But what if you could have both? What if you could have both a tablet and a notebook in one? And what if all of the work that you do on the notebook could be possible on the tablet? I’ll be writing much more about my experiences with the new Surface Book with Performance Base in the coming weeks (I have only had mine three days and I want to get a little more comfortable with it prior to a proper review) but I can say this – without hesitation – the Surface Book is the marriage of the iPad and the MacBook and I’m loving it.

I read John’s post with the Clipboard portion (read: the display) of the Surface Book and was compelled to write this post. So I docked the display on the keyboard and began typing. Not because I couldn’t have used the on-screen keyboard, but more because I’m much quicker with a full computer. I have all of my shortcuts and customizations. The small little things that make more far more productive.

And, let’s not forget the actual reason John gave for feeling “hamstrung” while using the iPad – it is the software. The operating system. With my new Surface Book I’m running Windows 10 in desktop mode when docked to the Performance Base and in tablet mode when detached from it. But, in both situations I have my data, my customization, my small tweaks, my multitasking capabilities, etc. It truly is the best of both worlds.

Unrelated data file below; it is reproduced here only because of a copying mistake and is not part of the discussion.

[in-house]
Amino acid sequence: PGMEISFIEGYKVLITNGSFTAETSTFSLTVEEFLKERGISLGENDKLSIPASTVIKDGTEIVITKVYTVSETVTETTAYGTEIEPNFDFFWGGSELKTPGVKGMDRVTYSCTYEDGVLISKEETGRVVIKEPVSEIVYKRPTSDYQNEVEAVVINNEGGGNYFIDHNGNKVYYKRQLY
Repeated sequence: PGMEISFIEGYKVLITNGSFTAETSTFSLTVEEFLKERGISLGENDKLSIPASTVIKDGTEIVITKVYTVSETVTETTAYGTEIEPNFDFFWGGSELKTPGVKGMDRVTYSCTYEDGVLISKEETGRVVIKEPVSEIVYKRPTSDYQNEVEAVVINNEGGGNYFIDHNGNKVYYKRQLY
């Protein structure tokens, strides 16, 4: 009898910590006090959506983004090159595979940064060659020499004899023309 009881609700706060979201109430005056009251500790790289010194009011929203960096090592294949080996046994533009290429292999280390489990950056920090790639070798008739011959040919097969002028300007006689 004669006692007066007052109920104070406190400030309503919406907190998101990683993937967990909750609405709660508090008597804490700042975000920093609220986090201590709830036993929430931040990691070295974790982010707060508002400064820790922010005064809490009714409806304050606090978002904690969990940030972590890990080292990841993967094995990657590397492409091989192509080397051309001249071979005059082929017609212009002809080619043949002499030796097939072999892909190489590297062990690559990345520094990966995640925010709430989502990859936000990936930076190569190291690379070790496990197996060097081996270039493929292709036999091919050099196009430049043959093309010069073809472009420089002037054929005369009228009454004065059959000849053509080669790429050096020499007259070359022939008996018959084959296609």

I’ve long written on this blog that I believe Microsoft’s vision of one operating system for both contexts is better than Apple’s two-OS approach. John disagrees with me on this. And I don’t know that there is a right or wrong answer but there certainly is a preference. My preference is to keep my “power user” stuff at my fingertips for when I need them but to hide them when I don’t. The Surface Book does this.

I’m truly enjoying this device and I’m very much looking forward to sharing more about my switch back from the Mac to Windows 10. But for now I’m going to detach my display and get back to watching YouTube videos on my couch.

E13: Switching to Windows 10 and the Surface Book, and pre-orders

Danny and I have a Saturday morning conversation about my purchase of the new Microsoft Surface Book with Performance Base and switching from macOS to Windows 10.

Links:

Thanks to Danny for the early wakeup.

I edited this MP3 and published this post on Windows 10. Yay!

Download MP3

Surface Book reviews

I’m keeping an extremely close eye on all things Microsoft lately. I’ve even stated, publicly, that I think if they continue on their current course they are going to be beating Apple on several fronts within half a decade.